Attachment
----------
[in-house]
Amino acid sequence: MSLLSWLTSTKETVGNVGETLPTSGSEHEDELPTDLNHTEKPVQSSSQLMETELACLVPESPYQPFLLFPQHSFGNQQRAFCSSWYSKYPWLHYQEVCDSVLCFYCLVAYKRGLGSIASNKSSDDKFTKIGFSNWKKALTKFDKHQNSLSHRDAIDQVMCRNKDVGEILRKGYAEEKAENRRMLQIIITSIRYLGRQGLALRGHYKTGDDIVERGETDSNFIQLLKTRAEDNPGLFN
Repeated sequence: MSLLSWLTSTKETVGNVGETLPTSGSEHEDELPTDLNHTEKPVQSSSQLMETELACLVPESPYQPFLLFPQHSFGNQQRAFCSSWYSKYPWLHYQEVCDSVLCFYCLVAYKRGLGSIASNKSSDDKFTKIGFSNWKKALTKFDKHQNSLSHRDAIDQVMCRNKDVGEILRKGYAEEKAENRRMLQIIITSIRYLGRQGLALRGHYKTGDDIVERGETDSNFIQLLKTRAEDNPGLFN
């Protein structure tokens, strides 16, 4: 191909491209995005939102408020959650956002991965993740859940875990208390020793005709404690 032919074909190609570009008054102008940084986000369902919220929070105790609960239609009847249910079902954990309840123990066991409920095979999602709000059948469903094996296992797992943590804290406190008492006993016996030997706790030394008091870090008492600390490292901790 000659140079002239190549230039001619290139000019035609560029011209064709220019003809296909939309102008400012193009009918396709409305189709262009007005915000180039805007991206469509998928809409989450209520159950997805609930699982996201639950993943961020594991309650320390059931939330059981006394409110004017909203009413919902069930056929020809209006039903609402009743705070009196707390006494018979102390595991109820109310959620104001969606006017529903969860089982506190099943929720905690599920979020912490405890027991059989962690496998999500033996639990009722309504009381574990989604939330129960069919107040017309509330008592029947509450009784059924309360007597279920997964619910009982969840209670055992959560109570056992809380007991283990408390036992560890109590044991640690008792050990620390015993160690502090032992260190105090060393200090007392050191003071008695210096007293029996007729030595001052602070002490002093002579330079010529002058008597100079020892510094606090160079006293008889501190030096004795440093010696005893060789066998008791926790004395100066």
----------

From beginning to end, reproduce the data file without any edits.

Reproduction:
[in-house]
Amino acid sequence: MSLLSWLTSTKETVGNVGETLPTSGSEHEDELPTDLNHTEKPVQSSSQLMETELACLVPESPYQPFLLFPQHSFGNQQRAFCSSWYSKYPWLHYQEVCDSVLCFYCLVAYKRGLGSIASNKSSDDKFTKIGFSNWKKALTKFDKHQNSLSHRDAIDQVMCRNKDVGEILRKGYAEEKAENRRMLQIIITSIRYLGRQGLALRGHYKTGDDIVERGETDSNFIQLLKTRAEDNPGLFN
Repeated sequence: MSLLSWLTSTKETVGNVGETLPTSGSEHEDELPTDLNHTEKPVQSSSQLMETELACLVPESPYQPFLLFPQHSFGNQQRAFCSSWYSKYPWLHYQEVCDSVLCFYCLVAYKRGLGSIASNKSSDDKFTKIGFSNWKKALTKFDKHQNSLSHRDAIDQVMCRNKDVGEILRKGYAEEKAENRRMLQIIITSIRYLGRQGLALRGHYKTGDDIVERGETDSNFIQLLKTRAEDNPGLFN
């Protein structure tokens, strides 16, 4: 191909491209995005939102408020959650956002991965993740859940875990208390020793005709404690 032919074909190609570009008054102008940084986000369902919220929070105790609960239609009847249910079902954990309840123990066991409920095979999602709000059948469903094996296992797992943590804290406190008492006993016996030997706790030394008091870090008492600390490292901790 000659140079002239190549230039001619290139000019035609560029011209064709220019003809296909939309102008400012193009009918396709409305189709262009007005915000180039805007991206469509998928809409989450209520159950997805609930699982996201639950993943961020594991309650320390059931939330059981006394409110004017909203009413919902069930056929020809209006039903609402009743705070009196707390006494018979102390595991109820109310959620104001969606006017529903969860089982506190099943929720905690599920979020912490405890027991059989962690496998999500033996639990009722309504009381574990989604939330129960069919107040017309509330008592029947509450009784059924309360007597279920997964619910009982969840209670055992959560109570056992809380007991283990408390036992560890109590044991640690008792050990620390015993160690502090032992260190105090060393200090007392050191003071008695210096007293029996007729030595001052602070002490002093002579330079010529002058008597100079020892510094606090160079006293008889501190030096004795440093010696005893060789066998008791926790004395100066």